For me the year 2009 has been one of the saddest years yet. People I have loved have died- and I am not talking about Michael Jackson and the handful of celebrities that happened to share the earth at the same time as I. I am talking about men, women and children I have met, I have hugged, I have cried with, and I have laughed with. Relatives and friends that have made an impact on my life more profound than a song or book or discovery. Real people that struggled with stomach cancer, pancreatic cancer, breast cancer, liver cancer, brain tumors. People that have struggled with real fears not imaginary, who have been loving to the very end, who have placed their families and loved friends above their imminent death, who have been unselfish, who have refused to live with a “poor little me, let’s everyone be sad for me” mentality.
I shall forever miss them all. Daughters barely out of high school, newly wed husbands, mothers, fathers, grandparents. Their laughter, the spark in their eyes, their sense of humor, the profound, unshakeable faith in the love of their God. And I pray that peace descend upon their families. Peace for the parents, peace for the siblings, peace for the offspring. May 2010 bring them joy. Deep and pure and real.
When older people get together there is something unflappable about them; you can see they’ve tasted all the heavy, bitter, spicy food of life, extracted it’s poisons, and will now spend 10 or 15 years in a state of perfect equilibrium and enviable morality. Irene Nemirovsky, Fire in the Blood
I have a few friends who are well into their eighties; women who have lived their lives thoroughly and enjoyed the amassed daily moments to their fullest extent. I love these women for what they are. There is wisdom in their advice, a sense of humor in their actions. They’ve come to terms with the destruction life has in store. Physical health and beauty deteriorating, husbands and friends lost to death or alzheimers, children and dear ones far away, their bodies betraying them daily. But their kindness, their compassion, their love survived every treachery and evolved into a beauty transcending the physical.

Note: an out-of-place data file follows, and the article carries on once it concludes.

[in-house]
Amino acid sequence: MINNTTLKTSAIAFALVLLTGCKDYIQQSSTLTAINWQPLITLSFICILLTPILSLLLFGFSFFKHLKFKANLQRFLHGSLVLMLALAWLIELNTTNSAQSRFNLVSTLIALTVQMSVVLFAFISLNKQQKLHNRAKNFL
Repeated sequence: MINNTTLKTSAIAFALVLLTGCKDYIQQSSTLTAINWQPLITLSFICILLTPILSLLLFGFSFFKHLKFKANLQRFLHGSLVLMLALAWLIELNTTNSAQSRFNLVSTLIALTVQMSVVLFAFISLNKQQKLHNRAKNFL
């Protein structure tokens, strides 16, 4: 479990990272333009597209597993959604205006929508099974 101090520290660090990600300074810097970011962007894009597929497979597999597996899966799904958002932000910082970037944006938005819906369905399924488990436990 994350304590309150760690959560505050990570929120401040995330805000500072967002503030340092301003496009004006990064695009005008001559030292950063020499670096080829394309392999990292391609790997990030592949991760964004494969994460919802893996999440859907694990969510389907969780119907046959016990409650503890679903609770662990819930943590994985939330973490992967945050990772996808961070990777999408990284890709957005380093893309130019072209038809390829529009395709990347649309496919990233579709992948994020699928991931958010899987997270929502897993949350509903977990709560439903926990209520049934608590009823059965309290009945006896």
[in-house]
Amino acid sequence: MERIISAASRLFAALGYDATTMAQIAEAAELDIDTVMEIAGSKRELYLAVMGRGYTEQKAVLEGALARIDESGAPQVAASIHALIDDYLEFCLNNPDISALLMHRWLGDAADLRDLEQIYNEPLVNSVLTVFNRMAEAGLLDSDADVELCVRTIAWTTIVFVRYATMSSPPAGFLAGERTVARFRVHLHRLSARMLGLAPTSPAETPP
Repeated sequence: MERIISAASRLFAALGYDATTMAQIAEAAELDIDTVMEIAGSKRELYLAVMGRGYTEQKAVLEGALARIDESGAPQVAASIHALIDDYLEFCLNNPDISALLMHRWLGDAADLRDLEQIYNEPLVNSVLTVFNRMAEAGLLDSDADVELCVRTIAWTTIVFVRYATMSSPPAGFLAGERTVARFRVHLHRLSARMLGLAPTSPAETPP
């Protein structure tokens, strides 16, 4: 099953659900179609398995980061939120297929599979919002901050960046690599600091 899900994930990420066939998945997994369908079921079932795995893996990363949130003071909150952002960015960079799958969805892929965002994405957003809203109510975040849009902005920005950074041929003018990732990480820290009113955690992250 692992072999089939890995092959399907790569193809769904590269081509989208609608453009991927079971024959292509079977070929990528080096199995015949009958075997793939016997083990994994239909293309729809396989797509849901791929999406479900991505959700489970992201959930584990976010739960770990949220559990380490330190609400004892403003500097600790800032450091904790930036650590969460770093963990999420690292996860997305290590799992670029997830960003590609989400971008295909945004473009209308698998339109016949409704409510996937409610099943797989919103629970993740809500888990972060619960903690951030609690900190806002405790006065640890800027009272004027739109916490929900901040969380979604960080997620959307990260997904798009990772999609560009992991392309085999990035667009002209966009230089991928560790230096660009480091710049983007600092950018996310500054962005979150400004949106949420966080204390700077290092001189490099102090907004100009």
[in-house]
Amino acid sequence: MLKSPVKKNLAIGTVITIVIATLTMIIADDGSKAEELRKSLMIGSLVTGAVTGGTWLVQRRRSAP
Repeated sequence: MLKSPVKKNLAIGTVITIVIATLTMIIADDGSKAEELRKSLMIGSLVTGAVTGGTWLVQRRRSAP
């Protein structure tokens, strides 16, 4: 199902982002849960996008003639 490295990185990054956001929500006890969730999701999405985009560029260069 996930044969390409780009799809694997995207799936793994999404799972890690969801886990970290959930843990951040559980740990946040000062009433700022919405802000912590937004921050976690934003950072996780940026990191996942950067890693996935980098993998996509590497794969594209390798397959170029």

I know they have fears. Whenever I see them upset at their lack of control over their bodies, they fear for their dignity. For their self-respect and the respect, or lack of, others have for them. I like to remind them that their self-esteem need not suffer because their bodies fail. They are more than that. More than fragile bones and decrepit muscles. They are the light in the eyes, the smile on the lips, the love they exude.
Some have come to terms with death encroaching, others have not. But, I don’t believe it is death they fear, or maybe not as much; what they fear is their disappearance; the disappearance of their voices, their laughter, their memory. The fear of becoming a dusty one-dimensional photo. The cessation of their story.
And then the fear of eternity. Who is immune to that? So vast and unfathomable. Like grains of sand or stars in the night sky, or the seconds in a grandfather clock ticking away. And all that had been left undone and unsaid. All the mundane and not so mundane choices made daily that may or may not have purified the soul. Or whether their faith will pay off and they will be in the presence of God and their loved departed ones, or rotting away, first their flesh and then their bones.
And yes, for some the fear of death as well. Of what happens at that moment when this earthly life ends and the other begins. That transition from the mortal to the immortal. The termination of one and the beginning of another. How will it be? What will they feel? Where will their soul go and how will it get there?
Yet, despite all these thoughts in their minds and in mine, I marvel at their depth, at the lives they’ve created, at their multi-dimensional facets, the little glimpses into the girls they were and the women they’ve become. So graceful, caring, resilient. And I look forward to my old age, not in despair but in hope; the hope that I’ll become like one of them, enduring and persevering.